It is rare for outdated online toolkits to be decommissioned; mostly they add to cyberspace junk. As one of us (GB) discovered when decommissioning a toolkit, this process is time-consuming and expensive. Of course, it is possible to simply allow a toolkit to degrade overtime or to shut it down in various ways (eg deleting it or letting the domain name account lapse). Such a ‘scorched earth’ approach does not consider the ‘public good,’ including the effects on users (especially repeat users), search engines which have indexed the toolkit, links from collaborator websites or from the internet at large, let alone the significant investment of time and energy by those who created and maintained the toolkit and their supporters, including funders. Decommissioning involves moving content to another active website or archiving it, or some of both, none of which are easy or quick, especially if there is a lot of content (see for example, Bammer and Deane 2002–onwards). Things to consider include the following: where will the content be stored, how will it be arranged, how to rebuild the menu structure, linkages, and other associated text, so that users know what is happening and can still access resources, especially those that are being moved rather than archived. Particularly time consuming, and therefore expensive, is that all links to and from the toolkit under the web owner’s control will need to be individually redirected, sometimes with an explanation, so users can continue to access them seamlessly. All in all, to be a good internet citizen, to care about the content presented to users across the internet, and to support the community the content was created for in the first place, requires a commitment to quality that is ongoing, and which extends beyond just creating content and leaving it alone. To do so is time-consuming, resource intensive and expensive, but at the end of the day, necessary.

Many of the tasks involved in maintaining a toolkit are like those involved in creating it. Hence, the toolkit’s governance or decision-making structure is crucial here, too. As when the toolkit was created, governance can help to ensure that there is sufficient expertise and availability to maintain the toolkit. The governance structure may need to evolve as the toolkit leaves the creation phase and moves into maintenance mode.


Much of the expertise involved in creating toolkits—especially developing them—will also support maintaining them, so long as the expertise keeps up with the evolving field of knowledge. Rather than repeat the expertise from above, we list here only the additional skills and knowledge needed for toolkit maintenance:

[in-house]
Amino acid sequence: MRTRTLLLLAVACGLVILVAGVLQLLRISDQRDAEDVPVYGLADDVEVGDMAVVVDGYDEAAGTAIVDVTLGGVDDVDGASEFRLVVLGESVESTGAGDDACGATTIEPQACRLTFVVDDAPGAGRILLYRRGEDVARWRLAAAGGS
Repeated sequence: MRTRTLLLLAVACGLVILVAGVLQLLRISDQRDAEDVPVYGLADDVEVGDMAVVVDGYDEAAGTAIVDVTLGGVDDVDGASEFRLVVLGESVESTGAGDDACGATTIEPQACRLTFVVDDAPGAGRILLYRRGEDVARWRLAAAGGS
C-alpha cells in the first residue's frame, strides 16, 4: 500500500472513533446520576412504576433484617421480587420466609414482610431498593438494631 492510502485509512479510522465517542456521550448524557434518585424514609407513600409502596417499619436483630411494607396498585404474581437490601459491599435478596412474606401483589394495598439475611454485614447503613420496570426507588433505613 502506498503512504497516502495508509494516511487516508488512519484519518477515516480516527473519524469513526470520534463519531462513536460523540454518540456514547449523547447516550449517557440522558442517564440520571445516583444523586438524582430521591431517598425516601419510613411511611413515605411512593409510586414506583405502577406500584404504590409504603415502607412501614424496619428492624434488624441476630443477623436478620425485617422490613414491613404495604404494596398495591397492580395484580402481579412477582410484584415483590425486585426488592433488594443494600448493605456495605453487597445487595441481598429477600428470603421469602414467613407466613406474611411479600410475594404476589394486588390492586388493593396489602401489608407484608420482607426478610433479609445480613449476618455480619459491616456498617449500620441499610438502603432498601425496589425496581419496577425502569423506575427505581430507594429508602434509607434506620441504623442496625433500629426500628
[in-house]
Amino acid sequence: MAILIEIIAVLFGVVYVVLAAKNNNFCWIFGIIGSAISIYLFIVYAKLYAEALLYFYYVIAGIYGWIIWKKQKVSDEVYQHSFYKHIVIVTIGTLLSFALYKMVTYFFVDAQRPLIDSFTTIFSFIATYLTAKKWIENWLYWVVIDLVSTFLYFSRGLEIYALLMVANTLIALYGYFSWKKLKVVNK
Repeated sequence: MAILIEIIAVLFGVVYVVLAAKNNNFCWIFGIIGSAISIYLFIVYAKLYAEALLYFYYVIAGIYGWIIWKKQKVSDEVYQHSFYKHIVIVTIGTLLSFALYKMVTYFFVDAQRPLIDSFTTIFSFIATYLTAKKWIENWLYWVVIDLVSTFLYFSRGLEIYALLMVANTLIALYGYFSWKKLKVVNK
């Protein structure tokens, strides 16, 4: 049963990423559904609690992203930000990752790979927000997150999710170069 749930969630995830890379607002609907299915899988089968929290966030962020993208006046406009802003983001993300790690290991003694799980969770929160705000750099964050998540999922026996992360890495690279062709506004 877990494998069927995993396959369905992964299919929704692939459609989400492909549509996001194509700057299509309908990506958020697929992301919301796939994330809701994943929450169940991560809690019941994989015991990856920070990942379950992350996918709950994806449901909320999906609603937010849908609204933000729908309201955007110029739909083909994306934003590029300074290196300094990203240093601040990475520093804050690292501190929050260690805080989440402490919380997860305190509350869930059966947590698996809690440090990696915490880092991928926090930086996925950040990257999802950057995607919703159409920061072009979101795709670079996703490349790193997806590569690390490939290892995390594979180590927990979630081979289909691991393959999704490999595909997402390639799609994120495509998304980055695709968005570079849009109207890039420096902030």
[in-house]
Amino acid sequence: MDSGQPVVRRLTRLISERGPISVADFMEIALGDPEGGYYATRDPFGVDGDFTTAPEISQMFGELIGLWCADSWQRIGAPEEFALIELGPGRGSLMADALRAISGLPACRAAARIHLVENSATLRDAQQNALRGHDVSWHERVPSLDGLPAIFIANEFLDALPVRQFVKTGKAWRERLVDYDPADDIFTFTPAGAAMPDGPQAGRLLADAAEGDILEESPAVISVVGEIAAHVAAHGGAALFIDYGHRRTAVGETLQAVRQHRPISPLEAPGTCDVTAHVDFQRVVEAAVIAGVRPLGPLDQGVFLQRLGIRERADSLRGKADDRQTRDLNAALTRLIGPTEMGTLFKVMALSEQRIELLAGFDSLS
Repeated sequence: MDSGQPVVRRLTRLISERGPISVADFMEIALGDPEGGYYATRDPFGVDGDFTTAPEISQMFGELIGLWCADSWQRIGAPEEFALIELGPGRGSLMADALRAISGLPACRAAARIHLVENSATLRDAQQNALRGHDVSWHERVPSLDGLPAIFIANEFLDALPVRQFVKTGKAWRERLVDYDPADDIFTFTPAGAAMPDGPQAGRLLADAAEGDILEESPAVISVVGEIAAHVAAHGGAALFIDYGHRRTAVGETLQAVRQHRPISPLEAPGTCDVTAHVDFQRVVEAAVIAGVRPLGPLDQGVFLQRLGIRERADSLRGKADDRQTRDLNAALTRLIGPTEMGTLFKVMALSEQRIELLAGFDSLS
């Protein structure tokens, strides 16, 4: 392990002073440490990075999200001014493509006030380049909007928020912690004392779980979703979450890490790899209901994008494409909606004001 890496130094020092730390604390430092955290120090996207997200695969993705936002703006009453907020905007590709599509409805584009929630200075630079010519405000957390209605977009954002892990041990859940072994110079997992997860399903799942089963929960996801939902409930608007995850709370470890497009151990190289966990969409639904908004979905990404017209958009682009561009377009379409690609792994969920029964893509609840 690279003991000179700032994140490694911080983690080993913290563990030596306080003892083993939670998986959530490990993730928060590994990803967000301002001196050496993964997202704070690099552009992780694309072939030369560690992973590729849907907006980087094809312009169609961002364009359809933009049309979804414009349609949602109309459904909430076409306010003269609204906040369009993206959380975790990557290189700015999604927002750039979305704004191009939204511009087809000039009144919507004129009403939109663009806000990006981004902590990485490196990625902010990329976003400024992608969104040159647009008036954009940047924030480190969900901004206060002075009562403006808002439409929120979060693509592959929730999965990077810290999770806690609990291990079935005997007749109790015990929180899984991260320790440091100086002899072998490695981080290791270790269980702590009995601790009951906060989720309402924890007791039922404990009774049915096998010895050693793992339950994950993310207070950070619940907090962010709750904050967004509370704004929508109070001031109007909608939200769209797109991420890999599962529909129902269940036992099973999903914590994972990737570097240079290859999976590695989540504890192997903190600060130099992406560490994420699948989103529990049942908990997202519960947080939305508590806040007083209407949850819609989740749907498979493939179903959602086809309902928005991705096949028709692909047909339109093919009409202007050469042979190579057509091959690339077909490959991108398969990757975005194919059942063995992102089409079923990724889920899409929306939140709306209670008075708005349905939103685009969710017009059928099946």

• Technical maintenance skills, especially checking and fixing operations for online toolkits, and for decommissioning toolkits when necessary.

  • Ability to identify new tools, particularly knowing where and how to look for emerging tools and methods.

  • Ability to identify outdated tools, especially knowing if they have been completely or only partially superseded.

  • Assessment expertise, both formative and summative, of individual tools as well as the entire toolkit.

Toolkit scholarship


As an evolving practice of science, toolkitting is becoming a subject of research in its own right. The inherent challenges of ITD research have led many to acknowledge that more research on ITD dynamics is necessary (e.g., Klein 2021). Toolkitting is one of these under-investigated dynamics.

Scholarly questions about toolkitting can be asked from afar, as researchers from fields such as science and technology studies and philosophy of science observe toolkitting from the outside. They critically inquire on how and why such toolkits are relevant for the scientific domain, analyzing, for instance, the type of collaborations built or the power asymmetries reproduced (e.g., O’Rourke 2017; see also other “outside-in” studies of ITD dynamics such as Felt et al. 2016). Or, questions about toolkitting could be asked from within, as these scholars undertake toolkitting themselves and observe its effects. When studying toolkits “from within,” toolkit scholars take on the responsibilities of toolkit creators, curators, funders, or users as well as those of researchers. They oscillate between developing or using toolkits and analyzing their potentials and effects, as evidenced by this article and Iris van der Tuin’s (2021) essay. Formal approaches to such research can include design science (Peffers et al. 2007) or constructionist research (Kafai and Resnick 1996).

To date, the study of toolkitting has remained an inconspicuous task often performed by ITD researchers who reflect on their own practices, especially when confronted with ITD challenges. Such scholarly reflections on toolkitting tend to be nested within the academic articles published by toolkit creators as they seek to explain the unique contributions of their toolkits. However scholarly or insightful, these reflections have yet to be recognized and developed as a body of research that can propel the practice of toolkitting as a whole. They are fragmented and dispersed in many different types of publications, ranging from working papers to reports for funding agencies (e.g., Fletcher et al. 2021; Studer and Pohl 2023).